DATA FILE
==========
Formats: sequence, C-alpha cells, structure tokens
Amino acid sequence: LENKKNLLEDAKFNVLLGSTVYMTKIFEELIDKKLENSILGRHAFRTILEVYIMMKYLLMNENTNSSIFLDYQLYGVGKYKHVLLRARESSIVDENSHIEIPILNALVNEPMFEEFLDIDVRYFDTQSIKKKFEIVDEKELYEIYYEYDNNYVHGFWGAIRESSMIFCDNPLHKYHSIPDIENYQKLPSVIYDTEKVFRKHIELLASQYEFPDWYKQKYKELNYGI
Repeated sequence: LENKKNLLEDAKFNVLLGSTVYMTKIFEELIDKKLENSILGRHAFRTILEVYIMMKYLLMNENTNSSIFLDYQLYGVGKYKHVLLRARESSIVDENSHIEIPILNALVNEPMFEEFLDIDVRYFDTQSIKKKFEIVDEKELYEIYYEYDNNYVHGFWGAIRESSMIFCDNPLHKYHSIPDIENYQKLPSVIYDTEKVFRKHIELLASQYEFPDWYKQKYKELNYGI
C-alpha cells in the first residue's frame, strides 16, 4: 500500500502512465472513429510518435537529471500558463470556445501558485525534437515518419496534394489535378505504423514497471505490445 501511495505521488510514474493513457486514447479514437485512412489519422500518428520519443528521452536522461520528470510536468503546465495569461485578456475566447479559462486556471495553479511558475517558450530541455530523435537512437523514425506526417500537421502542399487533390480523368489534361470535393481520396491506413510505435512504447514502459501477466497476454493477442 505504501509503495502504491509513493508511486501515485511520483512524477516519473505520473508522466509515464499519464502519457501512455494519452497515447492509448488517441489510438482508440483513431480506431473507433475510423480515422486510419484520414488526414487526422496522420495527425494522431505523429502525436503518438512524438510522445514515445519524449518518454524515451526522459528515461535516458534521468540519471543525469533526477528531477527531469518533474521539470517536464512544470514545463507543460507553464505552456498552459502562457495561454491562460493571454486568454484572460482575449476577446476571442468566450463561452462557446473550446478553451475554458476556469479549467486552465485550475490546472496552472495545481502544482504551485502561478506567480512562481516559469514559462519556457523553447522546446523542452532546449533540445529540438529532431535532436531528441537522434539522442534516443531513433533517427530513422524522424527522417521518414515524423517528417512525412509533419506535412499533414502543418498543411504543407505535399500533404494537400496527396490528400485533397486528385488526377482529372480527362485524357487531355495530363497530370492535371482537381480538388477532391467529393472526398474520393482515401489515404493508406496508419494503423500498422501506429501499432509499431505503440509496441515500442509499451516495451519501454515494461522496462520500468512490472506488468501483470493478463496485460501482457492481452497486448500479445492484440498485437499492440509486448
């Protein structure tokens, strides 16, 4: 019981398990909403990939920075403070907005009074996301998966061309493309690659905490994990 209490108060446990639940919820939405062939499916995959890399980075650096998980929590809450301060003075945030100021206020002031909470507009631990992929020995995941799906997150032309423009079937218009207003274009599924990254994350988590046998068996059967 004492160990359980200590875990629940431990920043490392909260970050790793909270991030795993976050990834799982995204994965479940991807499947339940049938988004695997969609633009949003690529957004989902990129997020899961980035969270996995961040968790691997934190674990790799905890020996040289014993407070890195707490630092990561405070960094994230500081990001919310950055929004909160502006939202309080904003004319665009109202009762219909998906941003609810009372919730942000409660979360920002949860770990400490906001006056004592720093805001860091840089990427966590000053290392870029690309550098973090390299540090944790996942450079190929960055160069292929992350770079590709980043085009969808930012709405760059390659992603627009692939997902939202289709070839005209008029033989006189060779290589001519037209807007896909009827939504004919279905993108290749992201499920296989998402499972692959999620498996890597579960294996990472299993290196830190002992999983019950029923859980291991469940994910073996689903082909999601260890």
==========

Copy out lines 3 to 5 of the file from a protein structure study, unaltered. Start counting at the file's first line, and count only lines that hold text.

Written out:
Repeated sequence: LENKKNLLEDAKFNVLLGSTVYMTKIFEELIDKKLENSILGRHAFRTILEVYIMMKYLLMNENTNSSIFLDYQLYGVGKYKHVLLRARESSIVDENSHIEIPILNALVNEPMFEEFLDIDVRYFDTQSIKKKFEIVDEKELYEIYYEYDNNYVHGFWGAIRESSMIFCDNPLHKYHSIPDIENYQKLPSVIYDTEKVFRKHIELLASQYEFPDWYKQKYKELNYGI
C-alpha cells in the first residue's frame, strides 16, 4: 500500500502512465472513429510518435537529471500558463470556445501558485525534437515518419496534394489535378505504423514497471505490445 501511495505521488510514474493513457486514447479514437485512412489519422500518428520519443528521452536522461520528470510536468503546465495569461485578456475566447479559462486556471495553479511558475517558450530541455530523435537512437523514425506526417500537421502542399487533390480523368489534361470535393481520396491506413510505435512504447514502459501477466497476454493477442 505504501509503495502504491509513493508511486501515485511520483512524477516519473505520473508522466509515464499519464502519457501512455494519452497515447492509448488517441489510438482508440483513431480506431473507433475510423480515422486510419484520414488526414487526422496522420495527425494522431505523429502525436503518438512524438510522445514515445519524449518518454524515451526522459528515461535516458534521468540519471543525469533526477528531477527531469518533474521539470517536464512544470514545463507543460507553464505552456498552459502562457495561454491562460493571454486568454484572460482575449476577446476571442468566450463561452462557446473550446478553451475554458476556469479549467486552465485550475490546472496552472495545481502544482504551485502561478506567480512562481516559469514559462519556457523553447522546446523542452532546449533540445529540438529532431535532436531528441537522434539522442534516443531513433533517427530513422524522424527522417521518414515524423517528417512525412509533419506535412499533414502543418498543411504543407505535399500533404494537400496527396490528400485533397486528385488526377482529372480527362485524357487531355495530363497530370492535371482537381480538388477532391467529393472526398474520393482515401489515404493508406496508419494503423500498422501506429501499432509499431505503440509496441515500442509499451516495451519501454515494461522496462520500468512490472506488468501483470493478463496485460501482457492481452497486448500479445492484440498485437499492440509486448
């Protein structure tokens, strides 16, 4: 019981398990909403990939920075403070907005009074996301998966061309493309690659905490994990 209490108060446990639940919820939405062939499916995959890399980075650096998980929590809450301060003075945030100021206020002031909470507009631990992929020995995941799906997150032309423009079937218009207003274009599924990254994350988590046998068996059967 004492160990359980200590875990629940431990920043490392909260970050790793909270991030795993976050990834799982995204994965479940991807499947339940049938988004695997969609633009949003690529957004989902990129997020899961980035969270996995961040968790691997934190674990790799905890020996040289014993407070890195707490630092990561405070960094994230500081990001919310950055929004909160502006939202309080904003004319665009109202009762219909998906941003609810009372919730942000409660979360920002949860770990400490906001006056004592720093805001860091840089990427966590000053290392870029690309550098973090390299540090944790996942450079190929960055160069292929992350770079590709980043085009969808930012709405760059390659992603627009692939997902939202289709070839005209008029033989006189060779290589001519037209807007896909009827939504004919279905993108290749992201499920296989998402499972692959999620498996890597579960294996990472299993290196830190002992999983019950029923859980291991469940994910073996689903082909999601260890």